CITE: 57 Wn. App. 341, 787 P.2d 1385

               VIKING INSURANCE CO. v. HILL


FILE DATE:     March 22, 1990

CASE TITLE: Viking Insurance Company of Wisconsin, Appellant, v. Wayne Hill, Jr., Individually and as Guardian, et al, Defendants, Arthur W. Kirschenmann, as Trustee, Respondent.

[1] Insurance - Duty To Defend - Policy Exclusion - Payment of Policy Limit. When, under an unambiguous insurance policy provision absolving the insurer of its duty to defend upon its payment of the entire limit of liability for damages, the insurer makes such a payment before the injured party settles or the insured's liability for damages is reduced to judgment, enforcement of the no-duty-to defend provision does not violate public policy if the insured and the insurer in good faith execute a valid release of the insurer's duty to defend.

[2] Insurance - Public Policy - What Constitutes. As a general rule, an insurance policy provision does not violate public policy unless it either is prohibited by statute or judicial decision or is contrary to public morals.

[3] Release - Validity - In General. A release is valid if it is negotiated in good faith and after full disclosure and it is not the product of fraud, coercion, mistake, or misrepresentation.

NATURE OF ACTION: An insurer sought a judgment declaring that it had no duty to defend its insured who had permitted an intoxicated person to drive his automobile which had then struck and severely injured a pedestrian. The insurer had offered to pay the injured person the full bodily injury liability limit of the policy. Subsequently the insured executed a release relieving the insurer of its duty to defend in return for a payment of $1,000.

Superior Court: The Superior Court for Kittitas County, No. 86 2-00115-1, Jo Anne Alumbaugh, J., on January 4, 1989, granted a summary judgment finding the insurer liable for bad faith in failing to defend the insured. The insurer then paid the bodily injury liability limit of the policy into the registry of the court.

Court of Appeals: Holding that an unambiguous policy provision terminating the duty to defend upon payment of the entire limit of liability for damages did not violate public policy and that the tender of the policy limits and the release signed by the insured absolved the insurer of its duty to defend, the court REVERSES the judgment and GRANTS judgment in favor of the insurer.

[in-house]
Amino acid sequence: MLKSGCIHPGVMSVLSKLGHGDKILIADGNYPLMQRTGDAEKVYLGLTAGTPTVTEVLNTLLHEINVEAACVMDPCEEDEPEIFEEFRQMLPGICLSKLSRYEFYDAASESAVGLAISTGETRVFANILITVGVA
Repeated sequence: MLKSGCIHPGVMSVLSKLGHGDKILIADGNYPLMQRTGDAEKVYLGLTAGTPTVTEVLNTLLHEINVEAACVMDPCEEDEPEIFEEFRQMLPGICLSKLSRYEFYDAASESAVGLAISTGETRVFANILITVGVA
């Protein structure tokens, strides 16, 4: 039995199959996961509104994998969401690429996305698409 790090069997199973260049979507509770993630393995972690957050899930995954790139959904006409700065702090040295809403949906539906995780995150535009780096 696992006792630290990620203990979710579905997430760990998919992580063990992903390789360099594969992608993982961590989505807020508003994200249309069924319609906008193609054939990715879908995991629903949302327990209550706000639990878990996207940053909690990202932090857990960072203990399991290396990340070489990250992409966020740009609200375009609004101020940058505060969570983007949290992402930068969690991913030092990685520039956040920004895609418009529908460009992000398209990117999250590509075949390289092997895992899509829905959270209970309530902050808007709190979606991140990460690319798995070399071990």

In a summary judgment proceeding, Viking Insurance Company of Wisconsin was held liable as a matter of law for bad faith in its failure to defend its insured, Douglas K. Detwiler. Viking appeals; we reverse.

On June 14, 1985, when both men were intoxicated, Mr. Detwiler permitted Chester Beutel to drive his automobile. While driving the vehicle, Mr. Beutel hit pedestrian Lori Hill who was jogging off the side of the road, causing her severe personal injury. On or about July 10, Mr. Detwiler was sued by Ms. Hill and her family on several grounds, including negligent entrustment of his automobile to Mr. Beutel. On July 24, Steven Lathrop, the attorney representing Mr. Detwiler in the related criminal proceedings, served counsel for Ms. Hill with a notice of appearance in the civil action. Mr. Detwiler had consulted Mr. Lathrop after being advised by Viking that the damages would substantially exceed the policy limits and that he should consult independent counsel.

Viking hired Paulsen Claim Service to conduct an investigation. On August 16, attorney Paulsen recommended that Viking hire substitute counsel. During the ensuing months, correspondence continued between counsel for Ms. Hill and Viking. On November 21, Viking was informed that Ms. Hill would not accept a structured settlement, but wanted cash. Counsel for Ms. Hill refused to sign a release and advised Viking it should be prepared to defend both Mr. Detwiler and Mr. Beutel. By letter dated December 18, 1985, Viking offered to pay the policy limits of $25,000, but further stated "Your client[']s refusal to sign a release of all claims creates some legal questions which I am not qualified to answer." Mr. Lathrop was also sent a copy of this letter. On December 26, attorney G. Thomas Dohn, on behalf of Viking, made an informal appearance and requested the matter be settled to avoid unnecessary expense. On April 2, 1986, Viking, through substituted counsel Blain Gibson, again offered to pay the policy limits in exchange for a release. Counsel for Ms. Hill again refused to sign a release because of the "permanent and devastating brain damage" suffered by Ms. Hill.

On May 20, 1986, Viking filed this interpleader action, alleging that the policy which insured Mr. Detwiler provided for a bodily injury liability limit of $25,000. Viking offered to tender the policy limits into the registry of the court in exchange for an order relieving Viking of any further obligation under its policy.

On May 27, 1986, Mr. Detwiler signed a release relieving Viking of its duty to defend in exchange for payment of $1,000. In his affidavit, Mr. Lathrop averred that he had negotiated the release on Mr. Detwiler's behalf: